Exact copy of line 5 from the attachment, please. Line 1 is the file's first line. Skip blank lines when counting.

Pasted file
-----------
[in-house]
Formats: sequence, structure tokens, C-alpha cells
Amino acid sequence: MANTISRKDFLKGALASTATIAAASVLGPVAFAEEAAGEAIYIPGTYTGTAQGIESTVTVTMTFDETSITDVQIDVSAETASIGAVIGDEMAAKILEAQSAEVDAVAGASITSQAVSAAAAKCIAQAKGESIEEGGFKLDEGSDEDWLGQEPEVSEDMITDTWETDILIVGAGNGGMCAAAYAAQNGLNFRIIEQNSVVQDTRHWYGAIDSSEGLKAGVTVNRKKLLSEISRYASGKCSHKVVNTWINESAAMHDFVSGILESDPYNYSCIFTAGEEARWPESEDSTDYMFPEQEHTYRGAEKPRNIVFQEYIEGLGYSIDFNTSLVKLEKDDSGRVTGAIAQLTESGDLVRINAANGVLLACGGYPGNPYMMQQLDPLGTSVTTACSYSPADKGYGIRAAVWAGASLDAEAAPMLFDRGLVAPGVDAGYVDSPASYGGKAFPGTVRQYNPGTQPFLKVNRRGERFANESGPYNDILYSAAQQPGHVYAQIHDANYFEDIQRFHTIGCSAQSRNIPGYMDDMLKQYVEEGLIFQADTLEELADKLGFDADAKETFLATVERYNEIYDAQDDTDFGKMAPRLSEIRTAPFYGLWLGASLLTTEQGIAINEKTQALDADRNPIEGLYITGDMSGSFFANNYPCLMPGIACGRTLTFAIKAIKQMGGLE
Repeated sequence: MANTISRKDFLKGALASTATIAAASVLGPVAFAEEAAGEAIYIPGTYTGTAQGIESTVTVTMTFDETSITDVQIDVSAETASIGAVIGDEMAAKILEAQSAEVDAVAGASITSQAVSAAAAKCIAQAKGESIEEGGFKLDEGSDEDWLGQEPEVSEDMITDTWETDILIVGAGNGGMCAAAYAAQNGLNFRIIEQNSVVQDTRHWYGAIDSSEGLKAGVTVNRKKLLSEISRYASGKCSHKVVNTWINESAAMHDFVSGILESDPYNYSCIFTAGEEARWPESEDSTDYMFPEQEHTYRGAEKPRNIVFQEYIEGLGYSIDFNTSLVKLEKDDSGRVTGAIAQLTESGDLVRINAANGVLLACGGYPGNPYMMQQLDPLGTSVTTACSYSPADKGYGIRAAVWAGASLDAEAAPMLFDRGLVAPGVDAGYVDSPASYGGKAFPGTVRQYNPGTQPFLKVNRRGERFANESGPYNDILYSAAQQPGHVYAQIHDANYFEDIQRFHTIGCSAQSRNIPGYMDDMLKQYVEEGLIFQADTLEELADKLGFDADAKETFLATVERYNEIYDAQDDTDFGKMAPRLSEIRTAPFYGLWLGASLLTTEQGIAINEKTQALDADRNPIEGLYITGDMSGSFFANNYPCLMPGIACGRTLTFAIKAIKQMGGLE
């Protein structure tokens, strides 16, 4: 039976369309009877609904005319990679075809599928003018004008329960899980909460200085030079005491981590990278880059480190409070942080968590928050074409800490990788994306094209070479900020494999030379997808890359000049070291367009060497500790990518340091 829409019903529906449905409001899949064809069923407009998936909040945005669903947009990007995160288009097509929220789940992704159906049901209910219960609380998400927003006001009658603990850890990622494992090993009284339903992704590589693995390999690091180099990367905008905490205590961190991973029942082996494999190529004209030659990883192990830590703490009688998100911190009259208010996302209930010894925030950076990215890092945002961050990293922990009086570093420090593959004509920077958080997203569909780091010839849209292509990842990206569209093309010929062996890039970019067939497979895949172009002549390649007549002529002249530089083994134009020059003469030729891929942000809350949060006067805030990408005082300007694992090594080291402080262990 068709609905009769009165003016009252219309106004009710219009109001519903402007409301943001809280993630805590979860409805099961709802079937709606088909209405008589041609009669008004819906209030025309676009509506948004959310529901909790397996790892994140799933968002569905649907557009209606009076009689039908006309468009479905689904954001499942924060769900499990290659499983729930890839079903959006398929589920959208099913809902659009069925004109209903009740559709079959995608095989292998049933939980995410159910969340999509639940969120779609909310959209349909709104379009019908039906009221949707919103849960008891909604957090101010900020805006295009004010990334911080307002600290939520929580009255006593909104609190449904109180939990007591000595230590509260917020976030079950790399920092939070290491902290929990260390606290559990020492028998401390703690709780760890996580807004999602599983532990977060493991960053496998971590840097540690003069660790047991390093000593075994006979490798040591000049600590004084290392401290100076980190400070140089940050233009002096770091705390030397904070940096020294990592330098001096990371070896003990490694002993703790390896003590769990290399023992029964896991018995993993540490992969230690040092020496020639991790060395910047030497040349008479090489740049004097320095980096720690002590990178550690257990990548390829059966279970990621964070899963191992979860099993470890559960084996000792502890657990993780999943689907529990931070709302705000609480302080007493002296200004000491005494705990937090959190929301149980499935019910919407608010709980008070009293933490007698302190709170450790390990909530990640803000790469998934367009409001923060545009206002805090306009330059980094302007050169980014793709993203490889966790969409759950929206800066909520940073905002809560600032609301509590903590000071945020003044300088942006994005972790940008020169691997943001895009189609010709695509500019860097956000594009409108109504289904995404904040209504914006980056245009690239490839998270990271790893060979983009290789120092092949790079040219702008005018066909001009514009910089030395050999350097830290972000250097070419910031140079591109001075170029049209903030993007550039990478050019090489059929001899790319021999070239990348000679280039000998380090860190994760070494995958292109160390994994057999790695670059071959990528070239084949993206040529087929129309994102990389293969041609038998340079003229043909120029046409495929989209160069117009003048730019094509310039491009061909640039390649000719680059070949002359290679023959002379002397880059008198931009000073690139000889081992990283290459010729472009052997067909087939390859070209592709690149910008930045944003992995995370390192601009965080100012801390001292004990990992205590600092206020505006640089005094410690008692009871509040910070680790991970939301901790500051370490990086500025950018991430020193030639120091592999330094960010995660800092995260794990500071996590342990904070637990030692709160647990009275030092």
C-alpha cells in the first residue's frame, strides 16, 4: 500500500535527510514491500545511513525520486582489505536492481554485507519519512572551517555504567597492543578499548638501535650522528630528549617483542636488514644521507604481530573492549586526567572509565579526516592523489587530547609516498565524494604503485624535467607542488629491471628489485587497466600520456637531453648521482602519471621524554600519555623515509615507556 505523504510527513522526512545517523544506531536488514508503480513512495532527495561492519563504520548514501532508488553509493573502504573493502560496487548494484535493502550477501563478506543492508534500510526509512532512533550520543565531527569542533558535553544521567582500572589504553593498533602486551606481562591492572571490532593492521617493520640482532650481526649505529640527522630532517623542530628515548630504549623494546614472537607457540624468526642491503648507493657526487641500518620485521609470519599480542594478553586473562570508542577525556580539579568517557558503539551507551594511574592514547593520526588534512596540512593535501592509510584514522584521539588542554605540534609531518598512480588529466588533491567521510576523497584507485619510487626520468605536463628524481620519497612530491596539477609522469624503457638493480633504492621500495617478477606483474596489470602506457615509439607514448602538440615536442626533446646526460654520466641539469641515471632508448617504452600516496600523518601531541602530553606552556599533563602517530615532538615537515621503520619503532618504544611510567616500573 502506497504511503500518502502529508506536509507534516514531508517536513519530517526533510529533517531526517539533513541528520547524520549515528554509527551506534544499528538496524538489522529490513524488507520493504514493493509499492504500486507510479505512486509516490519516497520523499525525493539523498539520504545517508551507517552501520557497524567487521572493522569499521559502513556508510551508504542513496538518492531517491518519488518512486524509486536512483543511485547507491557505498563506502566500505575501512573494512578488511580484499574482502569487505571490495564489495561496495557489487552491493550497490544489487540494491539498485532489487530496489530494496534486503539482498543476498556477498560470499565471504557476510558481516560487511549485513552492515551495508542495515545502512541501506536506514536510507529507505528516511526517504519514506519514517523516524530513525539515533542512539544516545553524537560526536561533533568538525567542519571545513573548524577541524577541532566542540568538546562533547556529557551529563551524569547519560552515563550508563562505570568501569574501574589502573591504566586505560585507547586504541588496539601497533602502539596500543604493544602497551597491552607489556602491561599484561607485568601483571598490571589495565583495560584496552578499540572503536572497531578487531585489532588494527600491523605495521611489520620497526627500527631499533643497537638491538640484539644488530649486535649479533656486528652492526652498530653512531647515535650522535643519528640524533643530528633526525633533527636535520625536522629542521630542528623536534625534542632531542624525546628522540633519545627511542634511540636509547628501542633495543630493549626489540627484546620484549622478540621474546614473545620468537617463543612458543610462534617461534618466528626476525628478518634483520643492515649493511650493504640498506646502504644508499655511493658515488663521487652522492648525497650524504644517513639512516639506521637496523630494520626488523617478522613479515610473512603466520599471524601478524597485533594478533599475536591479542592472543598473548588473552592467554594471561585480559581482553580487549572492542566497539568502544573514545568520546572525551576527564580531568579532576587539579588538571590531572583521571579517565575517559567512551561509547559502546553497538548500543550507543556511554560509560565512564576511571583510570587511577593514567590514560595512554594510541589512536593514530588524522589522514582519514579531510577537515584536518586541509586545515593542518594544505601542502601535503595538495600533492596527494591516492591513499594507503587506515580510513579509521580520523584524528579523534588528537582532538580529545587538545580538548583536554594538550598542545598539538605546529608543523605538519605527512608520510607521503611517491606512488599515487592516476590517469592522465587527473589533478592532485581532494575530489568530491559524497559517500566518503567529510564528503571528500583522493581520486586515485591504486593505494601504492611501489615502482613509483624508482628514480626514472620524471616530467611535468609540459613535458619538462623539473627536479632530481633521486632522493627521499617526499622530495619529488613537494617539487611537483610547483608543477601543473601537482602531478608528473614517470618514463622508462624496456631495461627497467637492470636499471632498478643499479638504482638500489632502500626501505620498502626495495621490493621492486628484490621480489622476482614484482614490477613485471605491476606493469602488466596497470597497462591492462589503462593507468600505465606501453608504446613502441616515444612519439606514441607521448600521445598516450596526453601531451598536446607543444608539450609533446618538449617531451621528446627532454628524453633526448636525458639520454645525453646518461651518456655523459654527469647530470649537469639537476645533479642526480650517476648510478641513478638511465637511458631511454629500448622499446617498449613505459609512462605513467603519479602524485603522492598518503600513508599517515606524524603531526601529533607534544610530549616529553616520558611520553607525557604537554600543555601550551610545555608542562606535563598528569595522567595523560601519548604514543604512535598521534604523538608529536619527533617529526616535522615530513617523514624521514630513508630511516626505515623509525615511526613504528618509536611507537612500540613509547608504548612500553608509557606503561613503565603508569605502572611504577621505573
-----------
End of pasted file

């Protein structure tokens, strides 16, 4: 039976369309009877609904005319990679075809599928003018004008329960899980909460200085030079005491981590990278880059480190409070942080968590928050074409800490990788994306094209070479900020494999030379997808890359000049070291367009060497500790990518340091 829409019903529906449905409001899949064809069923407009998936909040945005669903947009990007995160288009097509929220789940992704159906049901209910219960609380998400927003006001009658603990850890990622494992090993009284339903992704590589693995390999690091180099990367905008905490205590961190991973029942082996494999190529004209030659990883192990830590703490009688998100911190009259208010996302209930010894925030950076990215890092945002961050990293922990009086570093420090593959004509920077958080997203569909780091010839849209292509990842990206569209093309010929062996890039970019067939497979895949172009002549390649007549002529002249530089083994134009020059003469030729891929942000809350949060006067805030990408005082300007694992090594080291402080262990 068709609905009769009165003016009252219309106004009710219009109001519903402007409301943001809280993630805590979860409805099961709802079937709606088909209405008589041609009669008004819906209030025309676009509506948004959310529901909790397996790892994140799933968002569905649907557009209606009076009689039908006309468009479905689904954001499942924060769900499990290659499983729930890839079903959006398929589920959208099913809902659009069925004109209903009740559709079959995608095989292998049933939980995410159910969340999509639940969120779609909310959209349909709104379009019908039906009221949707919103849960008891909604957090101010900020805006295009004010990334911080307002600290939520929580009255006593909104609190449904109180939990007591000595230590509260917020976030079950790399920092939070290491902290929990260390606290559990020492028998401390703690709780760890996580807004999602599983532990977060493991960053496998971590840097540690003069660790047991390093000593075994006979490798040591000049600590004084290392401290100076980190400070140089940050233009002096770091705390030397904070940096020294990592330098001096990371070896003990490694002993703790390896003590769990290399023992029964896991018995993993540490992969230690040092020496020639991790060395910047030497040349008479090489740049004097320095980096720690002590990178550690257990990548390829059966279970990621964070899963191992979860099993470890559960084996000792502890657990993780999943689907529990931070709302705000609480302080007493002296200004000491005494705990937090959190929301149980499935019910919407608010709980008070009293933490007698302190709170450790390990909530990640803000790469998934367009409001923060545009206002805090306009330059980094302007050169980014793709993203490889966790969409759950929206800066909520940073905002809560600032609301509590903590000071945020003044300088942006994005972790940008020169691997943001895009189609010709695509500019860097956000594009409108109504289904995404904040209504914006980056245009690239490839998270990271790893060979983009290789120092092949790079040219702008005018066909001009514009910089030395050999350097830290972000250097070419910031140079591109001075170029049209903030993007550039990478050019090489059929001899790319021999070239990348000679280039000998380090860190994760070494995958292109160390994994057999790695670059071959990528070239084949993206040529087929129309994102990389293969041609038998340079003229043909120029046409495929989209160069117009003048730019094509310039491009061909640039390649000719680059070949002359290679023959002379002397880059008198931009000073690139000889081992990283290459010729472009052997067909087939390859070209592709690149910008930045944003992995995370390192601009965080100012801390001292004990990992205590600092206020505006640089005094410690008692009871509040910070680790991970939301901790500051370490990086500025950018991430020193030639120091592999330094960010995660800092995260794990500071996590342990904070637990030692709160647990009275030092």